It’s not just something from science fiction. High-altitude electromagnetic pulse (HEMP) is a threat that government organizations, military agencies, communications leaders, and network engineers continue to research, developing systems, standards and equipment to address this ever-present danger. But what is HEMP?
An Electromagnetic pulse or EMP is a burst of radiation created by a high-altitude nuclear explosion. The range and extent of damage this type of destructive event would cause to commercial networks including utilities, 911 responders and transportation hubs is being evaluate globally by government leaders, military agencies, and scientists.
The incidence of damage to equipment in general is higher from power line surges than by any other I/O port. This is not to say more energy comes through the power line, just that the damage is more visible there. Since the coax connection to the tower is the source of the largest surge current in the building, power line port damage is usually due to improper grounding techniques and lack of surge protection devices. There are two probable ways power line caused equipment damage occurs.
Antenna manufacturers utilize shunt-fed dc grounded antennas as a means of impedance matching and providing some form of lightning protection to their customers. It has been proven that these antennas do work and should be used as a means of diverting a portion of the direct strike energy to the tower and its ground system. Unfortunately this protection is designed to help the antenna survive and not the equipment. A direct hit, or even a near hit, can “ring” an antenna whether it is grounded or not since it is a tuned (resonant) circuit. The ringing waveform will contain all resonances that are present in the antenna and its coax phasing lines. This means both “on frequency” ringing and other frequencies present will be propagating down the transmission line towards the equipment. The “on frequency” energy will not be attenuated by a high Q duplex filter or a 1/4 wave grounded stub being used as a protector. In both instances, the “on frequency” energy will pass right through. Also, if we look at a typical dc grounded/ shunt-fed antenna at the top of our 150-foot tower example, both the center conductor and shield will be at the same 243kV potential above ground at the antenna feed. Although the grounded antenna will help prevent arc over of the transmission line, it will have a 6kA peak current traversing its length. The same parallel tower segment will have 12kA. The shared strike current, between the tower and the coax, will contain mostly low frequency components.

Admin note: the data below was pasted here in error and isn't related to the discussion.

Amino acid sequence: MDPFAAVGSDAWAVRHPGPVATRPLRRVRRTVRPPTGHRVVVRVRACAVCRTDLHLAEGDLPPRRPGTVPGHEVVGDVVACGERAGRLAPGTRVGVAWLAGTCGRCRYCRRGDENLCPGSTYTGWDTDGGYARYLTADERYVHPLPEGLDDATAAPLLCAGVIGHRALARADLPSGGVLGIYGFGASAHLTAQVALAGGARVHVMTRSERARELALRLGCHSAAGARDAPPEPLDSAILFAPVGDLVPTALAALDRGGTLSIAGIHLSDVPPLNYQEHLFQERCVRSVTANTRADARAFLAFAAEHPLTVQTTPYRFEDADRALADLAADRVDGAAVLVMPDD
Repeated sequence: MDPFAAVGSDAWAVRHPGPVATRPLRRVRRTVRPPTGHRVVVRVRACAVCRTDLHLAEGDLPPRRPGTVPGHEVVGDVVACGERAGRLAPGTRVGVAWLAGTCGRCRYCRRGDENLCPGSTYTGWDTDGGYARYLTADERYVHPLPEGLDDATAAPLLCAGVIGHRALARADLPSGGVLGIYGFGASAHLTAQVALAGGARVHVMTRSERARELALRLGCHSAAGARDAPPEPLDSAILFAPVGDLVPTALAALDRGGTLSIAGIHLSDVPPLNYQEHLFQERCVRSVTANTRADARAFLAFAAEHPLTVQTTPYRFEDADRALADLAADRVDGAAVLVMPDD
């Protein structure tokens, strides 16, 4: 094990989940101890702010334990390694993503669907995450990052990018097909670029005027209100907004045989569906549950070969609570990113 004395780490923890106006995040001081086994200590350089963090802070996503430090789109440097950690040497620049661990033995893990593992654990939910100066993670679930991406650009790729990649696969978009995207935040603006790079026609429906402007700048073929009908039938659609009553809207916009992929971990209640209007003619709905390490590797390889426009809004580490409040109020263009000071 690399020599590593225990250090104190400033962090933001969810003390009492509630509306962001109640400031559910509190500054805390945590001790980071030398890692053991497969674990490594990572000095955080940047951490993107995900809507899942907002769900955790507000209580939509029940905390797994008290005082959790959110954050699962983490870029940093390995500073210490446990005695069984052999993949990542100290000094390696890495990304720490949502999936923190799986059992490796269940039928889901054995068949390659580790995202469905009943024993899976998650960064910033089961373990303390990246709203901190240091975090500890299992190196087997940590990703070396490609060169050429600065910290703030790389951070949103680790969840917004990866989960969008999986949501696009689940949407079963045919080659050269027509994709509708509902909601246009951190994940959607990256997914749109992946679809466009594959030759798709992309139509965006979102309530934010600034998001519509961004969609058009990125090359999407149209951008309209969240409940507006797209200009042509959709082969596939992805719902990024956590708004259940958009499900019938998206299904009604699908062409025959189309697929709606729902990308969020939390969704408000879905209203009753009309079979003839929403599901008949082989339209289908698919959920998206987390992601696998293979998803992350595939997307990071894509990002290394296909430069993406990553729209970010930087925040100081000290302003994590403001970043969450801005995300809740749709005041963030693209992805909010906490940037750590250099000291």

Skin effect is a physical phenomenon that relates to the limited penetration into a conductor of a RF signal, according to its frequency. This effect is present in coax cable, keeping the RF signal inside and any coupled outside interference on the shield’s outer surface. The effect begins to fall apart as the frequency is lowered and the penetration, which is a gradient, begins to mix the shield’s outside interference energy with the desired inside energy. A ground loop, which imparts 60 Hz onto a desired signal, is due to dissimilar ground potentials causing ac current flow between points on the coax shield and is low enough in frequency to couple energy through to the center conductor With lightning, the main frequency range is dc to about 1 MHz (-3dB). This is in the range that affects the coax transfer impedance. The thicker the shield material, the less the effect to these low frequency currents.
Corrosion Protection for Tower Structures. Most people have a tendency to use copper as for grounding because it is a good conductor, and one of the more noble metals. However, it does have a significant drawback. Since it is near the upper end of the table of noble metals, copper when put in direct contact with most common metals, which are lower in nobility, will cause accelerated corrosion of the lesser metal. The significance of being more noble means any other metal buried and connected to your copper ground system will become sacrificial. (Also see Topic: Dissimilar Metals.)
Any properly applied lightning protection device is only as effective as the ground system attached to it! Ground resistance (impedance) is usually measured using the 3-stake fall of potential method. Theoretically, the final measurement achieved on the completed ground system is the same resistance (impedance) to any other ground system on earth. A good ground system measurement would be between 5 and 10 Ohms. A well designed 5 Ohm ground system is usually considered optimal for a lightning ground system.
Fuses react very differently to transient surge current as opposed to sustained overload current conditions. Fuses and fusing concerns become complex when contained within surge suppression equipment. Utilizing current limiting fusing in any SPD can quickly become counterproductive because the device’s overall performance is hindered. These fuses greatly limit the total surge current capacity of a SPD to their own individual capacity. The causes of the hindrances are related to the various current ratings and the operational characteristics of specific types of fuses. While there are legitimate ways to compensate for this troublesome drawback, many suppressor manufacturers choose to misrepresent the facts and further complicate the issue.
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